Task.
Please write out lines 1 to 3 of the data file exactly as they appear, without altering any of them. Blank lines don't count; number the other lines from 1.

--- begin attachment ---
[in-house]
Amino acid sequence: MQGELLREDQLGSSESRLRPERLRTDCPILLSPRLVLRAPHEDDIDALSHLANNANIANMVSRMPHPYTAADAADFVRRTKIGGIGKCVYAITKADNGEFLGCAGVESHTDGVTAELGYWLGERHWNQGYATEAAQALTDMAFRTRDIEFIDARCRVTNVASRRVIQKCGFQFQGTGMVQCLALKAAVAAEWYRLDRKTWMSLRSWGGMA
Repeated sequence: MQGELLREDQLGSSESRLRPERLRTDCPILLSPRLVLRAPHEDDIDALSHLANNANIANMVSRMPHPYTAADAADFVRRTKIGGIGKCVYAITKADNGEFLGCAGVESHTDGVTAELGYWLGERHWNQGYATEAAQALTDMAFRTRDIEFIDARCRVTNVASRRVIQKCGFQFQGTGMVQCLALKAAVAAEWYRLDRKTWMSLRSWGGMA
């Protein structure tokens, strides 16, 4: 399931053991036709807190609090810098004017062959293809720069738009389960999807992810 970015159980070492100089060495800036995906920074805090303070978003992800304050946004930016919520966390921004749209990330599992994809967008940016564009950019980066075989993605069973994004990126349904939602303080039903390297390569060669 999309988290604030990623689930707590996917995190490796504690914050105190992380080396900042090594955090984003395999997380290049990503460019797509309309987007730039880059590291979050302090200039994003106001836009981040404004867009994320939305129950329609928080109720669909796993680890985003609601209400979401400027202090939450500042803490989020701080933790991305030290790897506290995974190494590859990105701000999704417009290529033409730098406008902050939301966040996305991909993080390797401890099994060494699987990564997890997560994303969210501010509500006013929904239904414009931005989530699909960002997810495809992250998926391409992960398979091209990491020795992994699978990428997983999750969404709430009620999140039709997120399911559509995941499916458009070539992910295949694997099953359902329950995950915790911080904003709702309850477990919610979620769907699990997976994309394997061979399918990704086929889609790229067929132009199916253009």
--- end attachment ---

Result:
[in-house]
Amino acid sequence: MQGELLREDQLGSSESRLRPERLRTDCPILLSPRLVLRAPHEDDIDALSHLANNANIANMVSRMPHPYTAADAADFVRRTKIGGIGKCVYAITKADNGEFLGCAGVESHTDGVTAELGYWLGERHWNQGYATEAAQALTDMAFRTRDIEFIDARCRVTNVASRRVIQKCGFQFQGTGMVQCLALKAAVAAEWYRLDRKTWMSLRSWGGMA
Repeated sequence: MQGELLREDQLGSSESRLRPERLRTDCPILLSPRLVLRAPHEDDIDALSHLANNANIANMVSRMPHPYTAADAADFVRRTKIGGIGKCVYAITKADNGEFLGCAGVESHTDGVTAELGYWLGERHWNQGYATEAAQALTDMAFRTRDIEFIDARCRVTNVASRRVIQKCGFQFQGTGMVQCLALKAAVAAEWYRLDRKTWMSLRSWGGMA